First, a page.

[Air-L] archiving virtual worlds for social science research

Jeremy Hunsinger jhuns at vt.edu
Wed Aug 29 09:24:19 PDT 2007


On Aug 29, 2007, at 11:12 AM, Scott MacLeod wrote:

> Thanks.
>
> The value of archiving this development of 'real' virtuality and
> virtual worlds is very high, I think. I

what do you mean by value here?   and how do you measure that on a  
scale that would relate to high and low?

for instance... when i was a kid and really bored... i would pursue  
the art of penny stacking... and building penny bridges... i would  
claim that to archive those, one only needs to take a picture... but  
as the materiality of the object is replicable by anyone with enough  
pennies and enough intuition about weight, even the pictures can be  
valueless ephemera.  how are virtual worlds different from penny  
stacking?

> compare this time in the
> information technology revolution, of which virtual worlds are a very
> fascinating aspect, to the cultural, artistic, and intellectual
> flourishings that occurred in ancient Greece, where now only about 3%
> of texts, etc. remain from that time. Many people in the future may
> well try to reconstruct any elisions in data from the early
> development of virtual worlds to understand this amazing developments.

but you see... the scholarship is in the puzzle, the translation, and  
the inferences.  if we had complete records from greece and a total  
picture of it... would there be any scholarship?

> So the more successful we are at preserving the beginnings of
> information technology (thank you, Brewster Kahle -
> http://www.c-span.org/congress/digitalfuture.asp - see Monday,
> December 13, 2004, for example), the more we will be able to learn
> about how cultural innovation and change work.

Really?  and how might that inference be constructed?  I've been  
reading literature in that field for ages, and while you often find  
solid scholarship that maps an example well, the competing theories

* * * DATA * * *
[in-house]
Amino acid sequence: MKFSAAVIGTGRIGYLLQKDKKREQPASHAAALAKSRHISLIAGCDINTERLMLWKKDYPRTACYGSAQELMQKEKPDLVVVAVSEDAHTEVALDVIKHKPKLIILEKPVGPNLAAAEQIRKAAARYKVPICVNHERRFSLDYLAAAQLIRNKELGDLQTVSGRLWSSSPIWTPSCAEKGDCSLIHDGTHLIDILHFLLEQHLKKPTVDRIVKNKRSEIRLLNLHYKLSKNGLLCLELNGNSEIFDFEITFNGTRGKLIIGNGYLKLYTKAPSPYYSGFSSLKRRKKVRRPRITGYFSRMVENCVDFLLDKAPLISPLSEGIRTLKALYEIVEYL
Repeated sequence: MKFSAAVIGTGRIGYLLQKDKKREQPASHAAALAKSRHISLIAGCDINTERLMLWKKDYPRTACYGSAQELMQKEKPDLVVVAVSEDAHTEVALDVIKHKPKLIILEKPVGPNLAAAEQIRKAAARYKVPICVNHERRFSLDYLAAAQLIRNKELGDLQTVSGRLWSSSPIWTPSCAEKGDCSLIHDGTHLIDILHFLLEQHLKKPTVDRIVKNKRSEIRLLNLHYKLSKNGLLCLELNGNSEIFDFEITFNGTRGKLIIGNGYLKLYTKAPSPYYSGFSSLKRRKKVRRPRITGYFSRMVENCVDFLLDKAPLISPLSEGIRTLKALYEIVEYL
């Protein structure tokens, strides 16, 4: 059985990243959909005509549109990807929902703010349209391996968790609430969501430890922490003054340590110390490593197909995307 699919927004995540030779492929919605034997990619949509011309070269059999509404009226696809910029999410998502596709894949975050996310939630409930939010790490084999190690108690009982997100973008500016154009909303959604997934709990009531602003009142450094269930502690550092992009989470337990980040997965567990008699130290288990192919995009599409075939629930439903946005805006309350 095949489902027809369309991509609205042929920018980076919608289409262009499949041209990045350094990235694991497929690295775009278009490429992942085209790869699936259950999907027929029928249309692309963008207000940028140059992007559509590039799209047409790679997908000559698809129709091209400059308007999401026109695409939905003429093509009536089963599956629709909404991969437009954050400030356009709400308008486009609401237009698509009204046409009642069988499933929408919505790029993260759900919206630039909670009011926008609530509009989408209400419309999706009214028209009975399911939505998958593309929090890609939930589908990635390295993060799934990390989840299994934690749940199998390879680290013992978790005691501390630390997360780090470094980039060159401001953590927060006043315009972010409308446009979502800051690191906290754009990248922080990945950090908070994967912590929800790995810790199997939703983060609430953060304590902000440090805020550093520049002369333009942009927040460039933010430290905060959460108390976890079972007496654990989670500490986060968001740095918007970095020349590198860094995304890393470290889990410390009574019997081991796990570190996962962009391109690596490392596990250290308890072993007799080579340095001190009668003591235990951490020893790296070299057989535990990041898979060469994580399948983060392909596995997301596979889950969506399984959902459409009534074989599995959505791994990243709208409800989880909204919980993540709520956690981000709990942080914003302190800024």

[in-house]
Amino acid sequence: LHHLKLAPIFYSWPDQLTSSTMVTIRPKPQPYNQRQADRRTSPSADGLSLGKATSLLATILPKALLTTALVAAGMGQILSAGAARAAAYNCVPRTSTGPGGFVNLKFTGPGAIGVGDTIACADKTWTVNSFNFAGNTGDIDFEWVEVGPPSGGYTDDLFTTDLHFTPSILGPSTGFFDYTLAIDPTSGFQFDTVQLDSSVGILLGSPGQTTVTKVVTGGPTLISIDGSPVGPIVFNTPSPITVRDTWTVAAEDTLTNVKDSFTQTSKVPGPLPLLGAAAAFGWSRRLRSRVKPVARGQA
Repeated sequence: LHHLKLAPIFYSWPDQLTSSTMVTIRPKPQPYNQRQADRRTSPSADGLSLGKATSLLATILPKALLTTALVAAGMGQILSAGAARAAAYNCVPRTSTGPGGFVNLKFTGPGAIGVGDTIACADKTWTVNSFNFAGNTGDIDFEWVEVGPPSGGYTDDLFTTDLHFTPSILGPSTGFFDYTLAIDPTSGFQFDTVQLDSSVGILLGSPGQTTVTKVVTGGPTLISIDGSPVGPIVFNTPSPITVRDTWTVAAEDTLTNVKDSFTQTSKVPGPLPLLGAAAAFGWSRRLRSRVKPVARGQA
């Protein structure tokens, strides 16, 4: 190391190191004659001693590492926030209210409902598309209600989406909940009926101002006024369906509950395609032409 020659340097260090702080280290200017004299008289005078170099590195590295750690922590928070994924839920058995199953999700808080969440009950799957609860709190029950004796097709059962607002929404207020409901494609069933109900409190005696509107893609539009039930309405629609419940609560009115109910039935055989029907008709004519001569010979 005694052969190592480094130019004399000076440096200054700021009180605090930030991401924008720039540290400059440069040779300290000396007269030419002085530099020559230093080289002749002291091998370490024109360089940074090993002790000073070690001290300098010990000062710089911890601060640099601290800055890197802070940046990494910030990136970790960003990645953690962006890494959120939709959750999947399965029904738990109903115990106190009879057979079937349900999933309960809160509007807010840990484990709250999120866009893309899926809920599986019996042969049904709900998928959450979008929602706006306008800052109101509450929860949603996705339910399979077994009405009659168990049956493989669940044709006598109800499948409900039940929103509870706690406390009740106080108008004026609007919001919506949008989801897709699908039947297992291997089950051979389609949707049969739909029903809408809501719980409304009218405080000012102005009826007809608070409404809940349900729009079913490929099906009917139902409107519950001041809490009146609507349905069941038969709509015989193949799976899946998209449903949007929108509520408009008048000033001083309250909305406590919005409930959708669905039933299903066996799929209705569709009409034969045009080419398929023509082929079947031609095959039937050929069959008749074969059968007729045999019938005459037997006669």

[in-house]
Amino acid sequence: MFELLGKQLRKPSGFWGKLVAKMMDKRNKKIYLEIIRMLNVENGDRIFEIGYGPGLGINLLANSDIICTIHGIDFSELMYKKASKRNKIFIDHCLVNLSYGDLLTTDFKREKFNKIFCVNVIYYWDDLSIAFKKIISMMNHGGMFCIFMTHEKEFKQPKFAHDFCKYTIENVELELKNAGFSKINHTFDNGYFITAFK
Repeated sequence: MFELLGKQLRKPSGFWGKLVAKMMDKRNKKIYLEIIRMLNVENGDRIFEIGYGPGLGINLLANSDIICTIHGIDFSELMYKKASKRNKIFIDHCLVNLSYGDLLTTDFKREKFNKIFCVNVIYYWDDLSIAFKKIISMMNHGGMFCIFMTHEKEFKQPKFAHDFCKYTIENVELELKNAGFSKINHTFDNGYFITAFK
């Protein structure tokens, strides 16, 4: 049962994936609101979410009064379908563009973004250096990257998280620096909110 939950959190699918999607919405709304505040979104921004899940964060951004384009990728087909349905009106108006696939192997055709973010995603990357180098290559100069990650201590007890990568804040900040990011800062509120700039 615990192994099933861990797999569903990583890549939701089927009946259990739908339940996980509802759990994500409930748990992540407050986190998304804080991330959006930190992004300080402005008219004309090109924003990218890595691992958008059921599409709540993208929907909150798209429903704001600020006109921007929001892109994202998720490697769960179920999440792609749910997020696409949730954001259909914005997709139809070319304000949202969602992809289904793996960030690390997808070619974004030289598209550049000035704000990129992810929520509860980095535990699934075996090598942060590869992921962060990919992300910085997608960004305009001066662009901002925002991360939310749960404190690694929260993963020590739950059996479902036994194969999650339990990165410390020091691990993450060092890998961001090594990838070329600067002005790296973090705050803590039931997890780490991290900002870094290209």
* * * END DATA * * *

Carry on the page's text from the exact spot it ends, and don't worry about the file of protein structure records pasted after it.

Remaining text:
generally are not read through all examples, and thus we don't, and  
likely won't ever make a theory of how they work.  What we tend to  
have is a theory of how they might work in a highly situated context  
if we examine the parts in just the right way.  The question then  
becomes if we have all these things changing that add up to something  
modelable in society, are we talking about culture anymore?


> How to virtualize the
> idea of the library? Does anyone know how the internet archive -
> http://www.archive.org/index.php - is approaching these questions?

hmm, i don't think it is.  i think the ELO is.
>
> Scott
>
>
>
> On 8/29/07, Jeremy Hunsinger <jhuns at vt.edu> wrote:
>>
>> On Aug 29, 2007, at 9:44 AM, Scott MacLeod wrote:
>>
>>> How would an organization like webarchive.org or someone
>>> archive all of Second Life, in the aggregate in real time, as  
>>> well as
>>> the rest of the virtual worlds.
>>
>> well in sl... you would have to just have the complete object
>> database with all object properties, the scripts, etc.   the movement
>> database and the conversation/avatar dbs.   from there you could
>> likely recreate a live archive...
>>
>> but really, do you really want to do that?  and what makes you think
>> it should be done?
>>
>>> Might one be able to create a record
>>> of all emerging virtual worlds from day 1?
>>
>> nope, much is lost.
>>
>>> Is there a way to retrieve
>>> an online SL conversation with actions from years ago?
>>
>> no, not unless someone saved it in logs
>>> Some virtual
>>> world web-page centric archives exist, but do other kinds of  
>>> archives
>>> exist?
>>
>> i am unaware of them.  there are a few projects to preserve some
>> thing... however.. i do not know of any large project.
>>
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>
>
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jeremy hunsinger
Information Ethics Fellow, Center for Information Policy Research,  
School of Information Studies, University of Wisconsin-Milwaukee  
(www.cipr.uwm.edu)

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